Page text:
European recovery fund makes more sense outside EU budget: France

FILE PHOTO: French Economy and Finance Minister Bruno Le Maire speaks on the phone at the Bercy Finance Ministry in Paris, France, April 14, 2020. REUTERS/Benoit Tessier

PARIS (Reuters) – France suggested on Tuesday that a proposed European recovery fund would be more effective if it stands apart from the EU budget, even though that might be hard to stomach for some member countries such as Germany.

French Finance Minister Bruno Le Maire has sought to ease opposition in some northern countries such as Germany and the Netherlands to the joint issue of debt by proposing a temporary European recovery fund strictly focused on future investments.

While France is open to the idea of creating the fund within the EU’s budget, Le Maire said on Tuesday that it would be more effective if it was set up as a standalone special purpose vehicle.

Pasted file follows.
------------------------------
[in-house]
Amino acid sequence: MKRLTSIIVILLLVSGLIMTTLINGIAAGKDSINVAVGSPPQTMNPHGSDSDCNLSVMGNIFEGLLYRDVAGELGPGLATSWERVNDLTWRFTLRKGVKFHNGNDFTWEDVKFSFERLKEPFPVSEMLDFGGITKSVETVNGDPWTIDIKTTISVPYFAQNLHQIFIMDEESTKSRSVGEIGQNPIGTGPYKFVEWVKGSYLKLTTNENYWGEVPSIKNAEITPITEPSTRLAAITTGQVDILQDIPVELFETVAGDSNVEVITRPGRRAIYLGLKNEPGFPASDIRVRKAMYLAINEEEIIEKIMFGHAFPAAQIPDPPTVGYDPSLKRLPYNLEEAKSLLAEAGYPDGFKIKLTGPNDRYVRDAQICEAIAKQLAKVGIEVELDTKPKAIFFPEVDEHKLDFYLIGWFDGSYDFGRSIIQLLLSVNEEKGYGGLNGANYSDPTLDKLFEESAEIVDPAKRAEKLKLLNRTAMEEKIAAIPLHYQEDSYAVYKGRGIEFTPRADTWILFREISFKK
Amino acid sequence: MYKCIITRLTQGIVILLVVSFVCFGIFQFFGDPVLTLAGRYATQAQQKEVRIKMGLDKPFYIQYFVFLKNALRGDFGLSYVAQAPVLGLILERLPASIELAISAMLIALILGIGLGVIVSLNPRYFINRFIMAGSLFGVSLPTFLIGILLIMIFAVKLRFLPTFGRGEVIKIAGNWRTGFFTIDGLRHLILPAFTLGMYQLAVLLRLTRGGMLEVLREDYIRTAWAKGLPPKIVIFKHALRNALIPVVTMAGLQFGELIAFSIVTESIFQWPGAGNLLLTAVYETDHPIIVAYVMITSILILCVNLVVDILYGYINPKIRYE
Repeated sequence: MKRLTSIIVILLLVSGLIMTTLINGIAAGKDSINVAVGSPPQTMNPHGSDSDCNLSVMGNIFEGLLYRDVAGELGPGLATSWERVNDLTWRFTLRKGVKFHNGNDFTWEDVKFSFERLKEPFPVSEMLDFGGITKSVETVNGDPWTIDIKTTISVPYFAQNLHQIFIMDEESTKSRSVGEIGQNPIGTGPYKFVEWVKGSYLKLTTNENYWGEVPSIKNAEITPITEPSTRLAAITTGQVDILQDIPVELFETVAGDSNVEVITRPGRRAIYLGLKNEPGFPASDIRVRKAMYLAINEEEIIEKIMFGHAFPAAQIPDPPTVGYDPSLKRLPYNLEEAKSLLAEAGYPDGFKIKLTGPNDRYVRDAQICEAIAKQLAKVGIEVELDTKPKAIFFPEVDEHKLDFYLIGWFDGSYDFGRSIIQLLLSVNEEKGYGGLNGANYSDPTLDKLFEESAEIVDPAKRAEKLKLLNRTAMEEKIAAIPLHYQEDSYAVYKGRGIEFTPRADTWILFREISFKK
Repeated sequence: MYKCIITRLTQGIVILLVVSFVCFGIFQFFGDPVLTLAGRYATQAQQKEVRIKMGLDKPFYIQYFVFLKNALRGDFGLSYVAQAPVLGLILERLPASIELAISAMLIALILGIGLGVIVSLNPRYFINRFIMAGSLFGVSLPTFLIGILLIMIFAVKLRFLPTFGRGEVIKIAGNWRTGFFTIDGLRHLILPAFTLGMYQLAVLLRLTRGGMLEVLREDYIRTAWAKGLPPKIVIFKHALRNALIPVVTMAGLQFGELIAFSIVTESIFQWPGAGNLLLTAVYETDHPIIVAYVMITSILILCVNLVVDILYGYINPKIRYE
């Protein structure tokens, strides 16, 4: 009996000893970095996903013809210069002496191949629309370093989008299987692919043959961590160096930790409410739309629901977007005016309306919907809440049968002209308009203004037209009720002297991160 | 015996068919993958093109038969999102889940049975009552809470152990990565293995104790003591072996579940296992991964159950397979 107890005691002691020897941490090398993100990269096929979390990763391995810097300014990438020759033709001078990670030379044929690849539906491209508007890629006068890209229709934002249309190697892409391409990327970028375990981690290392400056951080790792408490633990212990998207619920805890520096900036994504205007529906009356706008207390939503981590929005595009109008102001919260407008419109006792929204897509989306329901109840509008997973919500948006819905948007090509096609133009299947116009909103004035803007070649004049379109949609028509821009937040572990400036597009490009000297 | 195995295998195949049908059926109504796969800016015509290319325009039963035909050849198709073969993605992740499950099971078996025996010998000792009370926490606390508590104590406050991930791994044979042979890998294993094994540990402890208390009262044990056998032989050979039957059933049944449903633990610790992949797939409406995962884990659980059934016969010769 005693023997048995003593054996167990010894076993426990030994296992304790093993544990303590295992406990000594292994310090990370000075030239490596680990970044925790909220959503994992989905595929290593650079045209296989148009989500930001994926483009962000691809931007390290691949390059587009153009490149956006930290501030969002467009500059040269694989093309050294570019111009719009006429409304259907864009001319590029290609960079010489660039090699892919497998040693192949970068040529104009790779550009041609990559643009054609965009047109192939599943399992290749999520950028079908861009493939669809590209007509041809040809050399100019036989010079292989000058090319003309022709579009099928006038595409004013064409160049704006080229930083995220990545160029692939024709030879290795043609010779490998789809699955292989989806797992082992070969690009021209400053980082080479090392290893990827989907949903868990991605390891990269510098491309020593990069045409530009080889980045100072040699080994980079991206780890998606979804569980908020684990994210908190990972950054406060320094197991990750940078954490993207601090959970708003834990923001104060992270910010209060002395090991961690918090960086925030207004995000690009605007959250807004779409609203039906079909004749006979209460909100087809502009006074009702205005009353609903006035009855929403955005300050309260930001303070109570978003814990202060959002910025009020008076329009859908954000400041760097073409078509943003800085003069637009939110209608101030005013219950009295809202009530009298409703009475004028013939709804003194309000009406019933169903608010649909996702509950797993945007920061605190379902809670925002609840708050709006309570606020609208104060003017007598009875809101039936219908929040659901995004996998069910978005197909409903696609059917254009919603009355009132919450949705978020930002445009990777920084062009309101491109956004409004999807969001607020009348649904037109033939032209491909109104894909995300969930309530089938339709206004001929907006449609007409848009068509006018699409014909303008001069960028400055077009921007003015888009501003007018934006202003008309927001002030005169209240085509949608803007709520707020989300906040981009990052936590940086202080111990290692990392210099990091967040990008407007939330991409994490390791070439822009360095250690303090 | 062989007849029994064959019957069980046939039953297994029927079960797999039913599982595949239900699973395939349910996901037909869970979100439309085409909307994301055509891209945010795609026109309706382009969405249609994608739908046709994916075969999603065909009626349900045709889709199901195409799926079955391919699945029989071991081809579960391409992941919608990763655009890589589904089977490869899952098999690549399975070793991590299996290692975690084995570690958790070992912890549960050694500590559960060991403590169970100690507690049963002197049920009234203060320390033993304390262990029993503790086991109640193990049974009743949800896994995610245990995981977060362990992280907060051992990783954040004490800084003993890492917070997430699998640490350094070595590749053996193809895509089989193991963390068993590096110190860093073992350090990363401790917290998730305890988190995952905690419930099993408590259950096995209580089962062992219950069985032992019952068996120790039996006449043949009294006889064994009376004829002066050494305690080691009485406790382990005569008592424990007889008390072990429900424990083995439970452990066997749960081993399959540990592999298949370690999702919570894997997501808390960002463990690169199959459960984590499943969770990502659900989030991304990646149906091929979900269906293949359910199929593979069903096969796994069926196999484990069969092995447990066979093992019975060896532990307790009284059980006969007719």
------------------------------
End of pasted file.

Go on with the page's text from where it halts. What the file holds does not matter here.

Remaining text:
“The standalone option merits being considered in its details because it seems to us to be more effective for raising debt quickly,” Le Maire told journalists on a conference call.

“It has the merit of clarity by making a distinction between post-crisis recovery financing and financing the EU’s current expenditures,” he added.

German Chancellor Angela Merkel indicated on Monday willingness to finance economic recovery through a bigger European Union budget and the issuance of joint debt via the European Commission.

EU leaders are due to discuss how to finance the recovery when they meet by videolink on Thursday, although diplomats and officials say they are unlikely to make any decisions during the talks given persistent divisions.

France wants the fund to be used to raise up to a trillion euros with its borrowing guaranteed by all EU countries depending on the size of their economies. Germany, the Netherlands, Austria, Denmark and Finland, however, have previously cautioned against the idea of joint borrowing.

While housing the fund within the EU budget could ease the concerns of countries wary of joint borrowing, it could create pressure to divert spending away from existing programmes, reducing its boost to the economy.

Reporting by Leigh Thomas; Editing by Susan Fenton

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